A Critical Skill for Listing Agents
The Northern Virginia real estate market has been so overly seller favored for long enough that it seems there were two misconceptions in the late summer marketplace. 1) Sellers believe that the frenzied buyer behavior of the past two and a half years is a given and that their home will sell above list price with no contingencies. 2) Buyers and their agents believe that because mortgage interest rates have doubled in less than a year that it is a buyer’s market and are making ridiculously low offers. Obviously, in a market that has shifting buyer behavior and market factors, these two mindsets are diametrically opposed.
When 10303 Annaberg Court hit the market on August 26th (2022,) buyer behavior had already started to change. There was still not enough inventory to meet buyer demand, but media hype of impending doom in the real estate market shifted buyers into a more deliberate mindset. They were no longer impulsive and pouncing on property. The seller had done a fantastic job getting the home ready for market. Updated bathrooms, new carpet, fresh paint, new lighting fixtures and updated landscaping really made this condo in Oakwood Commons shine. Because of the work put into the home, the seller and I agreed to a list price that was on the higher end of the current market at $438,000.
Two buyers threw in offers within the first five days on the market. Neither were motivated enough to write a winning offer, given the level of work that was done to the home. Instead, they parrotted media reports of a crashing market and stood by their closing cost requests, home sale contingencies and every other conceivable contingency. It was frustrating for the seller and the buyers, who could not understand why their offers were not scooped right up. The fact that these buyers were in competition with one another seemed to go right over their heads.
The decision to wait for a buyer that saw the true value in the home was made. Unfortunately, increasing mortgage interest rates scared buyers, priced some out of the market and brought forth three more offers over the course of the next month that were stomach turning, and a price reduction to $429,000. When mortgage interest rates had jumped to six percent and were still going up, it was time to make a deal. The seller saw the stark reality ahead. Unfortunately, the latest interested buyers were throwing around numbers even lower than offers the seller had seen before. It was time to massage a deal with one of the buyers that had previously taken a seller counter and disappeared.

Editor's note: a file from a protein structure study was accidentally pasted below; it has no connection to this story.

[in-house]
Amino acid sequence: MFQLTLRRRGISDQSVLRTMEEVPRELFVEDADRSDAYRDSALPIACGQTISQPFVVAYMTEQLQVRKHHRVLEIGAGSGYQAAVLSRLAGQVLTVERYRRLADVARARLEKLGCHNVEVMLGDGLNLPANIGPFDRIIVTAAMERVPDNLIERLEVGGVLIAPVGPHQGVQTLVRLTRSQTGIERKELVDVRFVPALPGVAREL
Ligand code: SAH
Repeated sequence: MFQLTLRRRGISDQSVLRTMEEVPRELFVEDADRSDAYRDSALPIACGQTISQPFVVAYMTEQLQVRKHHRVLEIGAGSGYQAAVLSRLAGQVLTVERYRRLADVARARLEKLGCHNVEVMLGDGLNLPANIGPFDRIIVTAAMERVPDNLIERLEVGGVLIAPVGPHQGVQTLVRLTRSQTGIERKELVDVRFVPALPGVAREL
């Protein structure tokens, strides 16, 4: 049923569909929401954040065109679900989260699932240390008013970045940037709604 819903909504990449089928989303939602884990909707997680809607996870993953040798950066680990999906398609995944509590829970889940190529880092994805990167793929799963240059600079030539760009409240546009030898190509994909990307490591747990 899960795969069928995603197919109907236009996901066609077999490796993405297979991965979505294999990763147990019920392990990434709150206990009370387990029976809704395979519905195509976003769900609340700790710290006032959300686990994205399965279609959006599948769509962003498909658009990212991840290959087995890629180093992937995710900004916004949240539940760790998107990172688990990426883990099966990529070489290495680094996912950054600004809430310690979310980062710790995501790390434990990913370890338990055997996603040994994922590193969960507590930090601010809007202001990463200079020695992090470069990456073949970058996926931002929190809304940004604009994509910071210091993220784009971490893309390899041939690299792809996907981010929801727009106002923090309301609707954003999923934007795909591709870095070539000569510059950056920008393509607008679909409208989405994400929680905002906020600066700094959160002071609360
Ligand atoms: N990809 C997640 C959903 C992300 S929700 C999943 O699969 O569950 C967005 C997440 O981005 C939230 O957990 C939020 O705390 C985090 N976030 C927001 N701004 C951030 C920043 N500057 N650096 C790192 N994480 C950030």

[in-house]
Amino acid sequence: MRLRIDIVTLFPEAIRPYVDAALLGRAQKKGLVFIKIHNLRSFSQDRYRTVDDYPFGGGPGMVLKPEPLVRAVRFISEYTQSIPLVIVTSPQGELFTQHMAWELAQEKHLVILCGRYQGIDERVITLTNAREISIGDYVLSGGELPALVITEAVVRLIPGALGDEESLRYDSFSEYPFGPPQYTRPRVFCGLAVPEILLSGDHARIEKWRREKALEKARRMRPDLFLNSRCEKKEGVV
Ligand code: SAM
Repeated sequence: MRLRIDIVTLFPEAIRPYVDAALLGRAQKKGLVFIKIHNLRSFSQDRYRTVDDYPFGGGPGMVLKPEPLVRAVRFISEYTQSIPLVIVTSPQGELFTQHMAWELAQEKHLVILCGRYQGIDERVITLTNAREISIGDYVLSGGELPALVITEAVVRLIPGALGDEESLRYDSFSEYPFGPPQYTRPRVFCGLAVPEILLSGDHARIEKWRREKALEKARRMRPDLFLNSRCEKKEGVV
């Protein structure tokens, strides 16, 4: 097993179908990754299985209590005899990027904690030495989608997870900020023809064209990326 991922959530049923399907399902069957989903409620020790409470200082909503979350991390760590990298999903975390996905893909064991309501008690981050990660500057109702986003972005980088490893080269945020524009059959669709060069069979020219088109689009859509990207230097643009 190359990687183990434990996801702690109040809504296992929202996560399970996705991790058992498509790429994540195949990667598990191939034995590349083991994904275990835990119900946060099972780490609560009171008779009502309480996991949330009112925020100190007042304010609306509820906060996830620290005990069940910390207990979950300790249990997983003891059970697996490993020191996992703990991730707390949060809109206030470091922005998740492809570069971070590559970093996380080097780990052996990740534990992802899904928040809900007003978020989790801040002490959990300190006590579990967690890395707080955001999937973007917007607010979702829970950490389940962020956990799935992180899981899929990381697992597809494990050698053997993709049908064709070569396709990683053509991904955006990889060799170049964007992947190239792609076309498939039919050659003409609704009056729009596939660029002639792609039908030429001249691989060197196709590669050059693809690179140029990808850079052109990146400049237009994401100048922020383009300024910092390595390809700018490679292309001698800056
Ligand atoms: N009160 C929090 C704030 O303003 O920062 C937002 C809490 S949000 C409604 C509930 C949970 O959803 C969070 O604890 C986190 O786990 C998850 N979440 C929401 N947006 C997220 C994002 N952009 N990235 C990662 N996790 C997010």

In an inventory restricted market, buyers don’t have as much leverage as they think, despite their feelings to the contrary over mortgage interest rates. Rooting out the buyer’s agent that understood this out of the failed offers was key. That agent and I had conversations about an offer that would work for both of our clients. We floated the terms past our respective clients and they agreed. The deal was struck before mortgage rates increased to seven and a half percent. A win for both buyer and seller.
Listing agents born of the age of multiple offers may never know the art of countering an offer, or massaging a good one out of a not so good one. They both involve thought and creativity. The latter involves soft skills centered on clear, non-confrontational communication. Unfortunately, too many agents speak from a confrontational standpoint. I was raised by a mother that taught me that you catch more flies with honey than you do vinegar.
When the time comes to list your home, there is a lot to consider. Listing preparation and professional marketing drive buyer enthusiasm. Knowing your place in the market, and finding it in a shifting marketplace are essential. Having an agent that can make something from what seemed like nothing can make all the difference. It certainly did to this seller. Let me know when I can help you navigate the sale of your home.
The opinions expressed in this blog are those of Chris Ann Cleland, not Long & Foster. All content is written by Chris Ann Cleland without the aid of artificial intelligence.